B. Illicit Payment Mechanisms Used to Pay Bribes

 

28. During the Relevant Period, Siemens made thousands of payments to third parties in ways that obscured the purpose for, and ultimate recipient of, the money. The principal payment mechanisms used to facilitate illicit were business consultants, payment intermediaries, slush funds, cash, and intercompany accounts.

 

29. Through its use of business consultants and payment intermediaries, Siemens funneled more than $982.7 million to third parties, including government officials. All but $27.5 million of the payments were made prior to November 15,2006. Business consultants were typically hired pursmt to business consultant agreements, contracts that on their face obligated Siemens to pay for legitimate consulting services. In reality, many business consultant agreements were shams in that the business consultants performed no services beyond funneling bribes. PG had specific instructions on how to use a “confidential payment systemyy to conceal payments to business consultants. Payment intermediaries were additional entities and individuals through which Siemens funneled bribes. In many cases, Siemens would pay the intermediary an amount and simultaneously direct that the money be transferred to a third-party bank account, less a small portion as the intermediary’s fee.

 

30. Siemens also funneled more than $21 1 million through slush funds for use as bribes. All but $2.3 million of the piiyments were made prior to September 30,2004. Slush funds were bank accounts held in the name of current or former senior Siemens employees, third parties, or affiliated entities. The most notable slush funds were maintained by a former COM manager recently convicted in Germany for his role in the payment of bribes to foreign officials, which included several slush funds held in the name of U.S. shell companies.

 

31. . Siemens also used cash and cash equivalents to he1 more than $160.4 million to third parties. All but $9.2 million of the payments were made prior to September 30,2004. Siemens COMemployees used cash desks maintained by the Siemens Real Estate Group to obtain large amounts of cash to pay bribes. Often, employees would obtain hundreds of thousands of dollars and, at times, even $1 million in various currencies fiom the cash desks in Germany. The cash was transported, sometimes in suitcases, across international borders into various countries. At times, the cash was then stored in safes maintained by Siemens employees to ensure ready access to cash to pay bribes.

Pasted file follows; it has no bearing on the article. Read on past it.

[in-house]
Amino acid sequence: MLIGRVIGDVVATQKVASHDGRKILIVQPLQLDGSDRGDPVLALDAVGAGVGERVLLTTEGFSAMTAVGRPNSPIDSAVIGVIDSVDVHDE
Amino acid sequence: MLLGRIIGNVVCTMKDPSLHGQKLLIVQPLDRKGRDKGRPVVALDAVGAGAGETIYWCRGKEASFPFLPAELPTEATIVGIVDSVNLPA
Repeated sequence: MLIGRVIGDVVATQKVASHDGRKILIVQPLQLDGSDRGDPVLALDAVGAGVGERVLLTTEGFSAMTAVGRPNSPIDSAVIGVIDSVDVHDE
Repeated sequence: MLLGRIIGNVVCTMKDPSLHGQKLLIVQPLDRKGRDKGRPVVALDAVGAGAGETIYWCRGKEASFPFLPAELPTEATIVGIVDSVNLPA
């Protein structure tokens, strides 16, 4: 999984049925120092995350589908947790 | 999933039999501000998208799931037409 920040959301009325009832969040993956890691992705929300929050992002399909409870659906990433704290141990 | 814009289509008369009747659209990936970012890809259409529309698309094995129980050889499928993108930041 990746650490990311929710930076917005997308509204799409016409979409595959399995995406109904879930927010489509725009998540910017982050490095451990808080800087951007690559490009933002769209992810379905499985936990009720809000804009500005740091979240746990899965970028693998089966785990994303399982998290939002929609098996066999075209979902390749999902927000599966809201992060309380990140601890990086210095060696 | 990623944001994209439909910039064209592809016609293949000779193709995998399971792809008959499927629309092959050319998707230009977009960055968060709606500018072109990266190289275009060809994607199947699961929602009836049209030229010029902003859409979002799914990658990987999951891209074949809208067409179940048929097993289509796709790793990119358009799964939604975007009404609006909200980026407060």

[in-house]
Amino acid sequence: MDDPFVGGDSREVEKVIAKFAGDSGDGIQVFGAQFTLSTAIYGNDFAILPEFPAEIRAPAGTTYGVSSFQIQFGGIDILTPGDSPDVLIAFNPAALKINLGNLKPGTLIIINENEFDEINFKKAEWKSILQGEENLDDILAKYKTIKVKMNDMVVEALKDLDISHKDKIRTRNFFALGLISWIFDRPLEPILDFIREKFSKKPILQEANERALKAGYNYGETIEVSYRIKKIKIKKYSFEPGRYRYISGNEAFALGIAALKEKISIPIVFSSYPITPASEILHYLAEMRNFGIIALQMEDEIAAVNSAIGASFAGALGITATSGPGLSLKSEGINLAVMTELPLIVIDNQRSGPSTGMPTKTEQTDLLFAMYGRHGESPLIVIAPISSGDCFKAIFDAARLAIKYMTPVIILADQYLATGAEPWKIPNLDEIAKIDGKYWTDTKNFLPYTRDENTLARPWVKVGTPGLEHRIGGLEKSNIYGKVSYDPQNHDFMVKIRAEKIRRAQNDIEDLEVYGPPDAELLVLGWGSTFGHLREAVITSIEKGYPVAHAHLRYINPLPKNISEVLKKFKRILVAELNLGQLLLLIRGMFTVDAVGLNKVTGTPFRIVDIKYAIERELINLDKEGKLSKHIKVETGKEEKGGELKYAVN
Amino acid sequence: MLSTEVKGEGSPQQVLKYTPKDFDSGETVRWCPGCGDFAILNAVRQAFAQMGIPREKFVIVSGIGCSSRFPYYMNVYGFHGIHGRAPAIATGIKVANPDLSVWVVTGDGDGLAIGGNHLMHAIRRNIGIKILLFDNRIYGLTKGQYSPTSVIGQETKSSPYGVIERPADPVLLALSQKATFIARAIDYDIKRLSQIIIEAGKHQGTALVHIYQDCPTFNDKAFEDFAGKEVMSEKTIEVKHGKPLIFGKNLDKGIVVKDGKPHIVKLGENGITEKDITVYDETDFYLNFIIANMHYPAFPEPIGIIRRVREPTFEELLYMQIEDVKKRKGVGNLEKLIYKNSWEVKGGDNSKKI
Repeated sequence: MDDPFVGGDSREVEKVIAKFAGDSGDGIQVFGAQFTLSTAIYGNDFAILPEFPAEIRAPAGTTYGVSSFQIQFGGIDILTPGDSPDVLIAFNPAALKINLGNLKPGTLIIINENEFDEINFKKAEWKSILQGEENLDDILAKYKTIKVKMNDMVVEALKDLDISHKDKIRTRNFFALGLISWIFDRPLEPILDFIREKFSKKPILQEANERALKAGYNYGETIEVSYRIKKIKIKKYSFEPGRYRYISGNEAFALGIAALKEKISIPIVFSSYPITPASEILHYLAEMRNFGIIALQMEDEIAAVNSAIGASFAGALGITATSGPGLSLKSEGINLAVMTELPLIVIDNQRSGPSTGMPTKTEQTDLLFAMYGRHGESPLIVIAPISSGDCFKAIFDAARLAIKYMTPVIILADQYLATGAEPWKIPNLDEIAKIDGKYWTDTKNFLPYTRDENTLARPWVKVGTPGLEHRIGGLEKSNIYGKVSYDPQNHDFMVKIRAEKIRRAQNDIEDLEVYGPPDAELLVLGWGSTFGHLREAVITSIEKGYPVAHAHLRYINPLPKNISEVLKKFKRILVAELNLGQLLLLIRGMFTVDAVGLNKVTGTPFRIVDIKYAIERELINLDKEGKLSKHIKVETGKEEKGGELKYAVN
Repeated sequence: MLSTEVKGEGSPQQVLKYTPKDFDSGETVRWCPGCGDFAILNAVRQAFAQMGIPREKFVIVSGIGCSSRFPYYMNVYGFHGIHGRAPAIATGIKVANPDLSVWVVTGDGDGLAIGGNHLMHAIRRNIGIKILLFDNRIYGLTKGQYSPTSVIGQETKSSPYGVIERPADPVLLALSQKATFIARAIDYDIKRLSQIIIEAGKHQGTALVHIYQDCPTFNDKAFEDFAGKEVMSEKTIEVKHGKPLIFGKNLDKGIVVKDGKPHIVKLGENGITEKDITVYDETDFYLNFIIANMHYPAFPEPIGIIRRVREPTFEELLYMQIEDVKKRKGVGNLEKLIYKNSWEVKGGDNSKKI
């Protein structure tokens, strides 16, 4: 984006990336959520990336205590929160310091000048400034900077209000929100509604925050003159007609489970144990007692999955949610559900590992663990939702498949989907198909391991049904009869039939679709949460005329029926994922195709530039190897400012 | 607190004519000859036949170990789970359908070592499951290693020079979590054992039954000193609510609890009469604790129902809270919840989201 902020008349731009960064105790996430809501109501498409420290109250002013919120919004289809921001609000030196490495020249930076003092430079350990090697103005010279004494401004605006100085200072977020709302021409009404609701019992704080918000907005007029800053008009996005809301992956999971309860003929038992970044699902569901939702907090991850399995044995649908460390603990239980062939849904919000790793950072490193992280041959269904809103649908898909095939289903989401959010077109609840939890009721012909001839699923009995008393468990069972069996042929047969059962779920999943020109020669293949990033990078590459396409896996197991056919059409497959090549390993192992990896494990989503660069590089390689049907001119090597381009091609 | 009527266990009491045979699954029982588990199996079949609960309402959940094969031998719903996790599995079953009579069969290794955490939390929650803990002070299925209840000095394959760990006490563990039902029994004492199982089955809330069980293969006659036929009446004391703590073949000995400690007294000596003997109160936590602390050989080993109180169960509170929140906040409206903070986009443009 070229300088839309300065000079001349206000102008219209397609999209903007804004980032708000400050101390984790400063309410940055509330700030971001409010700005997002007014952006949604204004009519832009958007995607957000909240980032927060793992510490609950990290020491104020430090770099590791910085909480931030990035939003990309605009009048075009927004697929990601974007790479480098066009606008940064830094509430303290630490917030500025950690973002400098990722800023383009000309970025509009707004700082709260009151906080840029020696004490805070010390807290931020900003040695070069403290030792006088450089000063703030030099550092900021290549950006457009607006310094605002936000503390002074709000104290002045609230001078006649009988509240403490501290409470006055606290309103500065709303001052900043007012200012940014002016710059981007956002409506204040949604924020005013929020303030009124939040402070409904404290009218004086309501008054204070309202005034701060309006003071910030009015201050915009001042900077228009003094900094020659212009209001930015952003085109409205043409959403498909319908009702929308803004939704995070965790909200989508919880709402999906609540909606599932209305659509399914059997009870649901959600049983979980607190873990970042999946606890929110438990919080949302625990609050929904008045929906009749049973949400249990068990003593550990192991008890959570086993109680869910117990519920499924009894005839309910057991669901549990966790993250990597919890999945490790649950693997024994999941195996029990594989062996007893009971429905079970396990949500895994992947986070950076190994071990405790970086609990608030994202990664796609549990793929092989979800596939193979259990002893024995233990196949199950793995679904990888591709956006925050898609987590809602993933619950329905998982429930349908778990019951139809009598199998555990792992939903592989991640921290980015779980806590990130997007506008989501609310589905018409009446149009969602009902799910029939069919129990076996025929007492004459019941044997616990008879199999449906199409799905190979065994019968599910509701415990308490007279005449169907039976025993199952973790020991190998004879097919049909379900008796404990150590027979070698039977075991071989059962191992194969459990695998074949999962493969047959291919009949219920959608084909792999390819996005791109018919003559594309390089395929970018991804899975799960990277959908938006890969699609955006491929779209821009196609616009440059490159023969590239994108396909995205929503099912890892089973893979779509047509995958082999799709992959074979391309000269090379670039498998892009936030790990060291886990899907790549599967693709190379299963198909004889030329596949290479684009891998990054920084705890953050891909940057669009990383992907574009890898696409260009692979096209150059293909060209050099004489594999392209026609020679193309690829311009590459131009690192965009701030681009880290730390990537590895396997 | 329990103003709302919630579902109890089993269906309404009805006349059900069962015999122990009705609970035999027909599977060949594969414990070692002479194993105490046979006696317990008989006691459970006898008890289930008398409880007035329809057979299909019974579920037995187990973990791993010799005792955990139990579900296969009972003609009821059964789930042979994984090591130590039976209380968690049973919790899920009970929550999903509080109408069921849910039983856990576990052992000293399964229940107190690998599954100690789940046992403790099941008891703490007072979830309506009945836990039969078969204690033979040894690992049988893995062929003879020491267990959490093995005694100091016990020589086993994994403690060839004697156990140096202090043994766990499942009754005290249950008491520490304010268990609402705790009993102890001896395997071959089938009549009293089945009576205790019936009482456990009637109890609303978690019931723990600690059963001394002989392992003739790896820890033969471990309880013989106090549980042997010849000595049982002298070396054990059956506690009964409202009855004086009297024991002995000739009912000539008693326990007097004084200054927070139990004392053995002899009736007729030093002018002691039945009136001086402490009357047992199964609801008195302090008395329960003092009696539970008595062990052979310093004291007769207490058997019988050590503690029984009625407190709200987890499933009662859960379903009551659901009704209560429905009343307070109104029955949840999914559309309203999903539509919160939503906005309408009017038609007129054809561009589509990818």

32. Lastly, Siemens used various types of internal accounts to funnel more than $16.2 million to third parties. Approximately 99% of the payments were made prior to September 30,2005. An intercompany account is a type of Siemens7 internal account that is used to make payments on transactions between two Siemens entities, i.e., for entity to entity business. Siemens used the intercompany accounts to make third party payments and in a number of instances, Siemens maintained the accounts in the names of unconsolidated entities around the globe, including Ecuador and Nicaragua, in order to avoid detection. Some of the intercompany accounts maintained at unconsolidated entities were known to, and possibly created by, a former member of the Vorstand, who had oversight responsibility for Latin America……………………………

 

 

C. Breakdown of Third Partv Pavments

 

36. During the Relevant Period, Siemens made 4,283 separate payments totaling approximately $1 -4billion to bribe government officials in foreign countries throughout the world. An additional approximately 1,185 separate payments to third parties totaling approximately $39lmillion were not properly controlled and were used, at least in part, for illicit purposes, including commercial bribery and embezzlement. The following chart breaks down the $1-4billion in illicit payments to foreign government officials by business group.

 

 

Business Group……………………………………………..Bribes to Foreign Officials

………………………………………………………..Number of Payments……………..$Millions

Communications (COM)…………………………………2,505……………………………$813.5

Industrial & Solutions (I&S)…………………………………89……………………………..$22.5

Medical Solution (MED)……………………………………705……………………………..$92.6

Power Generation (PG)…………………………………….353…………………………….$208.7

Power Transmission (PT)………………………………….356…………………………….$148.2

Transportation Systems (TS)……………………………..154……………………………..$70.0

Other …………………………………………………………..121……………………………..$44.8

Total………………………………………………………….4,283…………………………$1,400.7

 

 

D. Bribery of Government Officials

 

37. The following paragraphs provide examples of bribery schemes involving projects and individual sales carried out by Siemens using U.S. means during the Relevant Period with profits, of over $1.1 billion…..

 

 

6. Four Telecommunications Proiects in Nigeria

 

49. Siemens COM made approximately $12.7 million in suspicious payments in connection with Nigerian projects, with at least $4.5 million paid as bribes in connection with four telecommunications projects with government customers in Nigeria, including Nigeria Telecommunications Limited and the Ministry of Communications. The total value of the four contracts was approximately $130 million. The practice of paying bribes by Siemens COM in Nigeria was long-standing and systematic. According to a high ranking official within Siemens Limited Nigeria, a regional company, corrupt payments in 2000 and 2001 commonly reached 15 to 30% of the contracts’ value. Bribe payments were typically documented using fictitious business consultant agreements under which no actual services were performed. The CEO of Siemens Limited Nigeria forwarded requests for “commission” payments to Siemens headquarters in Germany. The illicit payments were then made through a number of means, frequently including large cash withdrawals from cash desks that were then hand-carried in suitcases to Nigeria.